If you’re looking for the bible on how to treat your body during pregnancy, look no further. Lily Nichols, RDN, CDE, has written a well-researched compendium of advice, tips, and information on what we eat and do in pregnancy.
Experts recommend a whole-foods diet high in protein, calcium, iron, folate, and other nutrients in pregnancy. Nichols tells us the details, the research, and why and how to get those nutrients.
For example, most of us know we need increased protein intake during gestation. What few families and few providers know are the specifics of this physiological requirement. Nichols walks us through all of it.
The mystery of glycine + other nutrient secrets
One fascinating aspect of the protein rule is her discussion of certain amino acids that are more crucial in pregnancy than they are otherwise. One of these is called glycine.
Glycine is indicated in the formation of your baby’s DNA, organs, blood vessels, skin, and joints. It is essential in keeping your uterus and placenta growing and healthy as well as supporting your stretching skin. Normally your body can make enough from the foods you already eat, but during pregnancy you need more than your body can make. Some research suggests that problems we normally associate with inadequate protein intake are actually symptoms of inadequate glycine.
Gelatin and collagen are the two richest sources of glycine. You can get it from bone broth, slow-cooked tough meat like pot roast or pulled pork, poultry with the bones still in, sausage, bacon and ground meat (usually made with tougher cuts). You can also add pure gelatin powder or collagen powder to other food.
In Nichol’s book you will find more details about the recommendations for pregnancy and the latest research–or lack thereof–concerning common dos and don’ts.
Lists, Recipes, and More
I’m fond of her list of healthy snack ideas. There’s plenty here to just take away without having to go through the whole book, including how to resolve common pregnancy complaints with food, moderate your stress levels, and avoid toxins.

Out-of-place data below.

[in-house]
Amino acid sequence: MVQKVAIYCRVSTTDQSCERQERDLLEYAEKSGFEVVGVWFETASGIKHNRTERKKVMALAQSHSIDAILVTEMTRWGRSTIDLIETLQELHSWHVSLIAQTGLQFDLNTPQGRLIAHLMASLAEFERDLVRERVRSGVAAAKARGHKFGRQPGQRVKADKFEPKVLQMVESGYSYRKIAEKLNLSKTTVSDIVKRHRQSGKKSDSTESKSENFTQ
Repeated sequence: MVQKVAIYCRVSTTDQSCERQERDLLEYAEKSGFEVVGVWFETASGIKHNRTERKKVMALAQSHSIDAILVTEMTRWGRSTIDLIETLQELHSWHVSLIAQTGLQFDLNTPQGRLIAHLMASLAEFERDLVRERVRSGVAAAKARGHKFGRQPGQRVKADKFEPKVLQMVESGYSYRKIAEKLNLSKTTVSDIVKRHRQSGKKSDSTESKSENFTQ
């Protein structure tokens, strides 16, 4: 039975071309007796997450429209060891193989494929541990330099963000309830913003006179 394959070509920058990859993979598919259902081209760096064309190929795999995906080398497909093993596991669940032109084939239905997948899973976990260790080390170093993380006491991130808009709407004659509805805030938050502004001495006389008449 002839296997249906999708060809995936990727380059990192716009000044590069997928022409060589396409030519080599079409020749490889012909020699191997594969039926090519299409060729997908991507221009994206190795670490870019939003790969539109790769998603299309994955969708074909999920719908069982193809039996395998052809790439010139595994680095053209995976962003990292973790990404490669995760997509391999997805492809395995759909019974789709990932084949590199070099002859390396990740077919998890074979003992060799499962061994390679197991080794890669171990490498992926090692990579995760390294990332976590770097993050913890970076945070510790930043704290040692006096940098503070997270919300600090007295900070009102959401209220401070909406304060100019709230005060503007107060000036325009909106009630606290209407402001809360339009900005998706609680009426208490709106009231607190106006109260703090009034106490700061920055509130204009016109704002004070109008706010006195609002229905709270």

She encourages lab tests in early pregnancy to test for nutrient levels. Are you actually getting enough vitamin D or magnesium?
Another great aspect is the postpartum and breastfeeding section. So often what to do and how you can make postpartum easier is overlooked.
I like this book because of how well-researched and specific it is. I like to know the specifics of why I am doing something, not just that I should. If that’s you, too, you will find that here.
It can be overwhelming to know all this information about optimal living and eating. You just do your best. If you tend toward anxiety on these topics, please read any advice with that in mind. Anytime you feel yourself following a recommendation out of fear, stop and take a breath. You can’t follow all the recommendations and avoid all the stressors.
Unless you live on an isolated, self-sufficient organic farm and you don’t much like food, it’s impossible to do everything. If it raises your anxiety to think about all the things you should be doing or ways you’re potentially harming your baby, take a step back. The anxiety and compulsion to control are not healthy or fun for either of you.
Eat the best, most wholesome food you can stomach and afford. This is a great time to start good habits for yourself. If you’re ever going to buy and eat organic or more wholesome food, do it now. But you can’t control everything and the benefits to you and baby don’t outweigh making yourself miserable or broke.
For a comparably very simple handout on how to eat and be nourished in pregnancy, check out Better Birth Graphics.